Study: Ending ‘Don’t Ask, Don’t Tell’ Would Do No Harm

Pentagon study shows the majority of soldiers think ending “Don’t Ask, Don’t Tell” would do no harm.

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By Michael Sheridan


Gay, straight, the majority of soldiers don't seem to care, according to results of a Pentagon study expected to be released Tuesday.

The military's "Don't Ask, Don't Tell" policy to restrict homosexuals from serving openly appears to be taking one more hit, as an official 10-month study shows that 70% of those surveyed believe lifting the ban would have little to no effect on their ability to fight. [Read more news about national security, terrorism, and the military.]

In fact, some actually believe it may be positive for troops, according to The Associated Press.

The study is based upon answers provided by nearly 115,000 troops, along with 44,200 military spouses. The study group also visited various military bases and held town hall-style meetings with service members.

These results appear to echo those found in a Pew Research Center survey last month, which indicated 58% of Americans favored allowing gays to serve openly in the military.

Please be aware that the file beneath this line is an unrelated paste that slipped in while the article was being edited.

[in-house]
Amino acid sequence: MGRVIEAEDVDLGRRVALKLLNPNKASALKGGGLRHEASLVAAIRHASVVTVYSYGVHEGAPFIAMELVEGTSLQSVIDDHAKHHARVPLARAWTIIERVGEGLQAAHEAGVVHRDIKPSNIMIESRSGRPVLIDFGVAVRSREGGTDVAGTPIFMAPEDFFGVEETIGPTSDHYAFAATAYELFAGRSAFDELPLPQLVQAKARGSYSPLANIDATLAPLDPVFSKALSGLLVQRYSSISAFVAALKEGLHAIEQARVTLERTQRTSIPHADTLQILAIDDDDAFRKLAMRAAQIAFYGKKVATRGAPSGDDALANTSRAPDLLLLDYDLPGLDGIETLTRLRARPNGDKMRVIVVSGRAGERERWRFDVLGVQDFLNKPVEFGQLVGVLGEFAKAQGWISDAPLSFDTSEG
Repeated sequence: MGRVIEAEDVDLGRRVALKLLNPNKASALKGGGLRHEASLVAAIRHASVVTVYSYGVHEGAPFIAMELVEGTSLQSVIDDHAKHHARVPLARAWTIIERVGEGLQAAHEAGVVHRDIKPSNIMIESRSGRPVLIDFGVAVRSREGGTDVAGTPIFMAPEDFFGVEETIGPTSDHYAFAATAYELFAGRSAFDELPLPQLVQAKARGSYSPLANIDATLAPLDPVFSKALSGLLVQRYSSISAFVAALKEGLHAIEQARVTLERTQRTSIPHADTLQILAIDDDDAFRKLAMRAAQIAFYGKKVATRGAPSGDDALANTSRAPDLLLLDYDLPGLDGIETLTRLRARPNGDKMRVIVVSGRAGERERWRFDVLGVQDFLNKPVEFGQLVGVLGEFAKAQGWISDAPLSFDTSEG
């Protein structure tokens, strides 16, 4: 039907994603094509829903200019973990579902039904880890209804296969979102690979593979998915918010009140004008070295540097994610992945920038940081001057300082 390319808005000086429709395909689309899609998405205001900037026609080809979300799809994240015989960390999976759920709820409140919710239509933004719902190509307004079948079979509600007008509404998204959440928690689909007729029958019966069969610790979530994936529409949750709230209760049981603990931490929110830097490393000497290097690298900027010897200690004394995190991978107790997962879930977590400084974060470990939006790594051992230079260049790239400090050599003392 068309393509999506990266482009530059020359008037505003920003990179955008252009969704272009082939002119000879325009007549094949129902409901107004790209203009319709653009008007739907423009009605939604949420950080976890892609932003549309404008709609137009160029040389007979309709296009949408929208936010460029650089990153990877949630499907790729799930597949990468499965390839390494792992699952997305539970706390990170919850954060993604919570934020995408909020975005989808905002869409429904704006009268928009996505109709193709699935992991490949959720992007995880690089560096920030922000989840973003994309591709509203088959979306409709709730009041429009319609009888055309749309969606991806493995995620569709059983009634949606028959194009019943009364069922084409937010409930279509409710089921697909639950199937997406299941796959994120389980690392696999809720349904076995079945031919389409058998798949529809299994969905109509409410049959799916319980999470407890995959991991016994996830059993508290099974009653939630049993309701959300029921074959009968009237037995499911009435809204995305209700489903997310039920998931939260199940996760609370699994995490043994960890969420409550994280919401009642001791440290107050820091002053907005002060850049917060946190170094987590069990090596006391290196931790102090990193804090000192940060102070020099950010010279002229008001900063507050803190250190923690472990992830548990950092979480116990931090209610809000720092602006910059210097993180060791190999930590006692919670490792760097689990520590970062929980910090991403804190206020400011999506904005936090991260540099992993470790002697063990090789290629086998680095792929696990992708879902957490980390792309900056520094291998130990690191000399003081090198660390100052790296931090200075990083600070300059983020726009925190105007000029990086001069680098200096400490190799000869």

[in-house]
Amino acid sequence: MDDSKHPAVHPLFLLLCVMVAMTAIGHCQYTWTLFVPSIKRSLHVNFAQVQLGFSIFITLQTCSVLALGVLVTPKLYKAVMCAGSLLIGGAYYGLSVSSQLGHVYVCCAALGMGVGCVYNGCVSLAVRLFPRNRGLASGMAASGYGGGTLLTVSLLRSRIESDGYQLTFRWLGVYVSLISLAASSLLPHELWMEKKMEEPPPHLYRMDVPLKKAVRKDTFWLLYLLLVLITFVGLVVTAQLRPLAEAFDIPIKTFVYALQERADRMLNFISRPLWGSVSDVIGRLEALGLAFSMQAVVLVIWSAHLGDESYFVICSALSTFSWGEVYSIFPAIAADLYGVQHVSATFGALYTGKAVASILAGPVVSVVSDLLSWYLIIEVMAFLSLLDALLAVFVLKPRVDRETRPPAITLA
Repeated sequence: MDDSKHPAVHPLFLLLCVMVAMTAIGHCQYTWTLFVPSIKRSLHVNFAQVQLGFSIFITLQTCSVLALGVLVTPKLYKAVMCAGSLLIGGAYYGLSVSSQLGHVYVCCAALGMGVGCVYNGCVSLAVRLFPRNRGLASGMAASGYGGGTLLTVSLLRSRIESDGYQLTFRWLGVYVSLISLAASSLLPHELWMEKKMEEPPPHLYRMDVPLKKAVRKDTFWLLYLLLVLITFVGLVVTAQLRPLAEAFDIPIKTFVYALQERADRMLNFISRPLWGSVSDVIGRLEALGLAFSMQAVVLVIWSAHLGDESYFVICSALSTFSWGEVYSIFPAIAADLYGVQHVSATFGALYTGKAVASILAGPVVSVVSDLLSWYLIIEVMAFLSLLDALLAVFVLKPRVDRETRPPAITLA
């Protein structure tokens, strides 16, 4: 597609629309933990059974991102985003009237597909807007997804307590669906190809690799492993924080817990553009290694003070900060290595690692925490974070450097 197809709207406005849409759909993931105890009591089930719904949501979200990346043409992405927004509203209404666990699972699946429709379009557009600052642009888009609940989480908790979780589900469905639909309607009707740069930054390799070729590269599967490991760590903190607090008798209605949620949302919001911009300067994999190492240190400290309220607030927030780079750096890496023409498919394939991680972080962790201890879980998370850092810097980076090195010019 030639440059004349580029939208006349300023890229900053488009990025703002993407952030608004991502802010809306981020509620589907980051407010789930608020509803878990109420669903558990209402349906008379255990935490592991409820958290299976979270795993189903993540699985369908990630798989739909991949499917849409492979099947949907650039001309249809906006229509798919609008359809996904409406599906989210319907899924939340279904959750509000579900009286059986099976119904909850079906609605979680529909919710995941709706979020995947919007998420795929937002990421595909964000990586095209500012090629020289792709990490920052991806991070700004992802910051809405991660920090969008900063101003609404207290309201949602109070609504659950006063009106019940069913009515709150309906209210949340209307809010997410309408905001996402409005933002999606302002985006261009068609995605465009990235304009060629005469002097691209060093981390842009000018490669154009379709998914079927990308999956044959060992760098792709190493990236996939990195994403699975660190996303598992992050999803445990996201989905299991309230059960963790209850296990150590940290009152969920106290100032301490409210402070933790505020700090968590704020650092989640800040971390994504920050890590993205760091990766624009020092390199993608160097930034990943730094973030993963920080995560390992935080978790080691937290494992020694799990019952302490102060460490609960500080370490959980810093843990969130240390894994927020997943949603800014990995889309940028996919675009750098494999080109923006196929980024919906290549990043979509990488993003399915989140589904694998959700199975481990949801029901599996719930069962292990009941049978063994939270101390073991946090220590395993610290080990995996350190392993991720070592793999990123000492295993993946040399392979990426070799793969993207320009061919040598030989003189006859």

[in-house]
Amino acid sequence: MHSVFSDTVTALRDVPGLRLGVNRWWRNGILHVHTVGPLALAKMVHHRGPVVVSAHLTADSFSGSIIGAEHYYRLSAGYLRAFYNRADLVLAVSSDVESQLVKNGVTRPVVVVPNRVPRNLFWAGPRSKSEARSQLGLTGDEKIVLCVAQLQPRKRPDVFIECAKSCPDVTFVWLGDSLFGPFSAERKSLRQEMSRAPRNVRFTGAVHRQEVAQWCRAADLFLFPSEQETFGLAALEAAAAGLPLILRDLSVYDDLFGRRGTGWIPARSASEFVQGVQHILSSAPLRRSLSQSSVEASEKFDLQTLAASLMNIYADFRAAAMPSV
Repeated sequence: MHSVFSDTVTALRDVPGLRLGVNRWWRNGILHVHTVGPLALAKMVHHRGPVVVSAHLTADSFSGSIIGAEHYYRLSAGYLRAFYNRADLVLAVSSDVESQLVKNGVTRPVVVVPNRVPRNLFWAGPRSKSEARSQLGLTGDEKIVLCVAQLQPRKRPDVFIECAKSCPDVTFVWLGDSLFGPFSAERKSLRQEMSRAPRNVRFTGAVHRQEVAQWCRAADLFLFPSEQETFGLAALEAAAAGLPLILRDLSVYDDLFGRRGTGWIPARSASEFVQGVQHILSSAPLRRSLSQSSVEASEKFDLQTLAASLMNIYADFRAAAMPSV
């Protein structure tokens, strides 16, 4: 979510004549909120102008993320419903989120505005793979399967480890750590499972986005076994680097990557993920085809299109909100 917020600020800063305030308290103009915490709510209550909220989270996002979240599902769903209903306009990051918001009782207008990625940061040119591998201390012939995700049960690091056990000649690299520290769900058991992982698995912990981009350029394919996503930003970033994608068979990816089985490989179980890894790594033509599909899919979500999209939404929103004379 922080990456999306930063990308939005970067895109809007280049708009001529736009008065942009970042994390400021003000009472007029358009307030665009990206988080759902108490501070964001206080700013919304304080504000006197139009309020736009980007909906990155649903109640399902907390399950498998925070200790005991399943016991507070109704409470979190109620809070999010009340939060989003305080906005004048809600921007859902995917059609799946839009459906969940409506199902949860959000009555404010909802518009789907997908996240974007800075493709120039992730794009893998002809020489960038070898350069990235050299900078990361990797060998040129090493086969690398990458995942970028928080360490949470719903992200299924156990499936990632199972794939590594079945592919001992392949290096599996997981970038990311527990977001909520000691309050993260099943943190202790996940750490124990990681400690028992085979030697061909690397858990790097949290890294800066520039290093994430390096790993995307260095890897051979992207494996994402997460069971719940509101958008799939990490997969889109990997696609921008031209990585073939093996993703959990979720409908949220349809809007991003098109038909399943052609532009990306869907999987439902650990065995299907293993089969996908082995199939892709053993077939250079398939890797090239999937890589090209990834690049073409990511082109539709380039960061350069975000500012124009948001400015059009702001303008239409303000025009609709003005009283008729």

"It's what we expected. The atmosphere in the active-duty has changed," said a gay Air Force officer and co-founder of the advocacy group OutServe. The officer uses the pseudonym "JD Smith" to protect his identity.

However, these changing attitudes have not given some Republicans pause when speaking out about repealing "Don't Ask, Don't Tell."

On Sunday, Sen. John McCain continued his campaign to preserve the ban against homosexuals, calling efforts to repeal it little more than a politically motivated ploy.

"This was a political promise made by an inexperienced president or candidate for presidency," McCain said on CNN's "State of the Union."

Efforts are underway to get the lame-duck Congress to debate the issue and vote before the end of the year.

"The stakes for repeal happening this year couldn't be higher," said Aubrey Sarvis, Army veteran and executive director for Servicemembers Legal Defense Network, an organization dedicated to ending "Don't Ask, Don't Tell."

"It is critical that repeal advocates [urge] their senators to act in December to pass legislation repealing 'Don't Ask' before Congress goes home for the year," he argued.

To further that effort, the group has gained celebrity support, including singer Lady Gaga. The attention-getting performer posted a video via YouTube on Monday to encourage Americans to get the word out to politicians in Washington that a vote on the issue must happen now.

"We have to end this law because it reinforces discrimination and it's setting a bad example," she said in the two-minute, black-and-white video. [Take the poll: Is Lady Gaga hurting the "Don't Ask, Don't Tell" fight?]

"Senators, you have been put on notice, by me, and by the people of this country," Lady Gaga said. "You said you would debate, and address this law when the Pentagon returned with a strategy. And [Tuesday], you will have it. So will you keep your word? Please keep your word."